The Old Legs mantra is Have Fun, Do Good and Do Epic. We left out the Have Fun bit on today’s ride.
I rode 90 km and climbed 2479 meters in 8 hours 44 minutes. That is slow even by my standards, mostly because I suffered a leaking bottom and had to pooh in the bush like a hippo 3 times before the Imodium took grip. Carl says I used to be full of shit but not anymore. I left my orange water bottle behind on my last emergency stop. I am bleak. I carried that bottle all the way to top of Kilimanjaro.
My bottom started leaking yesterday on our 70 km ride from our Whitewaters bush camp into Mutare. I told my legs it would be a half-day easy day, but it turns out I was talking rubbish. There are no easy days on the Blue Cross.
During the course of the morning, somehow we managed to climb 1072 meters. We rode alongside a range of hills called the Himalayas today, they are like the Asian version just bigger.
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Not being able to dare to fart all day on your bike is very restrictive and slows you down. The other thing that slowed me down was the weight of all the water I had on board, and the need to wee frequently.
Basically I blame my lack of bladder control on my nutritionist, Vicky Bowen. She pinched me at one of our roadside stops and said she wasn’t happy at the way my skin stayed standing. She said I was dehydrated and needed to drink more water. I told her that I wasn’t happy at having a nutritionist who goes around pinching people the whole time. At first, I didn’t believe Vicky’s diagnosis but fact-checked her on Google and unfortunately, it is true story. I have chugged liters and liters of water since and now also worry about a distended bladder. I also worry that the doctor with no name whose friends call him Kevin will prescribe me further suppositories from afar.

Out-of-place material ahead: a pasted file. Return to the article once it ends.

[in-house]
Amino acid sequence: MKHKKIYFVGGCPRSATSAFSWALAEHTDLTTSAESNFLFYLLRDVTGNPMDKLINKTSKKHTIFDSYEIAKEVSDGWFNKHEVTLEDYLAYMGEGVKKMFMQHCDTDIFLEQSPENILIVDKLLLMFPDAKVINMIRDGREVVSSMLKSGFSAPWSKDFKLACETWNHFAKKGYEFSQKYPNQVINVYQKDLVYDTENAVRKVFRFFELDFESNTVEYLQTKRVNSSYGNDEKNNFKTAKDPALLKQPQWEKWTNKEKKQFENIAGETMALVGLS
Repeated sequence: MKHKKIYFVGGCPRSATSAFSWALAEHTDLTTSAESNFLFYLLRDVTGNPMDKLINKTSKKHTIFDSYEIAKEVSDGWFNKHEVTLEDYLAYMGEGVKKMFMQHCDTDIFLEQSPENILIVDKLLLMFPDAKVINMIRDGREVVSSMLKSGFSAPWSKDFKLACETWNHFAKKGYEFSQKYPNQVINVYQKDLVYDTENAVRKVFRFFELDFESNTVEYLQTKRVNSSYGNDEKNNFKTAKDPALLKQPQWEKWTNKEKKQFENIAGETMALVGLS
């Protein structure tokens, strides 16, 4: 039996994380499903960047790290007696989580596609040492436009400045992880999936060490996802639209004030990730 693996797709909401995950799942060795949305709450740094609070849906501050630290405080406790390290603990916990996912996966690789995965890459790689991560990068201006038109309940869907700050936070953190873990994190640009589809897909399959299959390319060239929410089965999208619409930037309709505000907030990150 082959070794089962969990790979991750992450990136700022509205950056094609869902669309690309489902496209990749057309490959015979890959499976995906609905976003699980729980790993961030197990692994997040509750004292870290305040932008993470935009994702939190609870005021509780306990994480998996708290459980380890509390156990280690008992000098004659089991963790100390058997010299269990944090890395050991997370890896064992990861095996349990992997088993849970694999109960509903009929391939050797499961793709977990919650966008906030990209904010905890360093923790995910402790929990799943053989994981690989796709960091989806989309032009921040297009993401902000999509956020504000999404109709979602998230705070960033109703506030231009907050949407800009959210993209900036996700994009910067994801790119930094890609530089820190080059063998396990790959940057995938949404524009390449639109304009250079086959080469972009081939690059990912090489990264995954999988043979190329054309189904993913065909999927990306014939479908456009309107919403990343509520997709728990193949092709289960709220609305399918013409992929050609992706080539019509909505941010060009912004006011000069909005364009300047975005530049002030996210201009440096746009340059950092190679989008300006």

Vicky’s grandchildren share her concerns about my performance. They have been monitoring our progress using Ezytrack’s Where’s Chicken Legs device on my bike. They phoned Vicky yesterday to ask her why I go so slow and why do I keep stopping?
I wish we’d put the Ezytrack device on Carl Wilson’s bike instead. Carl is easily the strongest rider I have ridden with. He captured the Strava King of the Mountain for the Tank Nek segment by more than 30 minutes. The previous best time was 2 hr 2 minutes. Carl crossed the line in 1 hr 29 minutes. I’m going to eat more lettuce going forward because clearly this vegetable diet works.
I was very proud to see that the Queen of the Mountain for Tank Nek also belongs to a pair of Old Legs. Kudos CarolJoy Church. Here’s wishing you were here.
Despite all of the above, we were able to arrive in Mutare before 1 o’clock. We booked into Anne Bruce’s Backpackers Lodge. Anne is the sweetest host and we so enjoyed our stay. She shares Carl’s soft spot for rescue dogs. Carl spent all afternoon cuddling and fussing over Anne’s new rescue puppy, Penny who was saved by Mutare SPCA from a life on the Chipinge dump after being abandoned by her previous owners, but not before they burnt one of her front legs off. Carl is bedside himself happy that we are riding this leg of the Lockdown Tour to raise money for the SPCA.
Brian and Lynne James came to the Lodge to present us with our Blue Cross medals and to let us sign the Blue Book. This year my sense of achievement was slightly premature. The thought of having to give my medal back was one of the things that kept me pedaling today.